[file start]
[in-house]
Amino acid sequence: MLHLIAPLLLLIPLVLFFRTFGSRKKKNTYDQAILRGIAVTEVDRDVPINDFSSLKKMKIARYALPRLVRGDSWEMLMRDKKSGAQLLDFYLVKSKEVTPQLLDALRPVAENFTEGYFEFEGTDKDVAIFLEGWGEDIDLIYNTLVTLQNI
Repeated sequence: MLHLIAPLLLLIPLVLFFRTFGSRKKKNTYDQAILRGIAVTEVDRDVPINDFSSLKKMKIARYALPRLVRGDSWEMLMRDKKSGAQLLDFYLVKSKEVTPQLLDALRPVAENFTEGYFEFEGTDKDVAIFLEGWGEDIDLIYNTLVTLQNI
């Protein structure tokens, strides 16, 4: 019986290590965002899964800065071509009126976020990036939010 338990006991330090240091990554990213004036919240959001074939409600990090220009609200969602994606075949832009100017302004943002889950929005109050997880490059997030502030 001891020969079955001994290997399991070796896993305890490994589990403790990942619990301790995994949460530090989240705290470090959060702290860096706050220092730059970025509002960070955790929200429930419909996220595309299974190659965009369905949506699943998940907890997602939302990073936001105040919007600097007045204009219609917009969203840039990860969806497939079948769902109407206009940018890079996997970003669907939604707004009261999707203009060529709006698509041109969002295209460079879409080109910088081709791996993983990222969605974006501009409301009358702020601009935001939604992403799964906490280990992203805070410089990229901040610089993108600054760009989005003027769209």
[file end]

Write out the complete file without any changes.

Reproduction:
[in-house]
Amino acid sequence: MLHLIAPLLLLIPLVLFFRTFGSRKKKNTYDQAILRGIAVTEVDRDVPINDFSSLKKMKIARYALPRLVRGDSWEMLMRDKKSGAQLLDFYLVKSKEVTPQLLDALRPVAENFTEGYFEFEGTDKDVAIFLEGWGEDIDLIYNTLVTLQNI
Repeated sequence: MLHLIAPLLLLIPLVLFFRTFGSRKKKNTYDQAILRGIAVTEVDRDVPINDFSSLKKMKIARYALPRLVRGDSWEMLMRDKKSGAQLLDFYLVKSKEVTPQLLDALRPVAENFTEGYFEFEGTDKDVAIFLEGWGEDIDLIYNTLVTLQNI
């Protein structure tokens, strides 16, 4: 019986290590965002899964800065071509009126976020990036939010 338990006991330090240091990554990213004036919240959001074939409600990090220009609200969602994606075949832009100017302004943002889950929005109050997880490059997030502030 001891020969079955001994290997399991070796896993305890490994589990403790990942619990301790995994949460530090989240705290470090959060702290860096706050220092730059970025509002960070955790929200429930419909996220595309299974190659965009369905949506699943998940907890997602939302990073936001105040919007600097007045204009219609917009969203840039990860969806497939079948769902109407206009940018890079996997970003669907939604707004009261999707203009060529709006698509041109969002295209460079879409080109910088081709791996993983990222969605974006501009409301009358702020601009935001939604992403799964906490280990992203805070410089990229901040610089993108600054760009989005003027769209």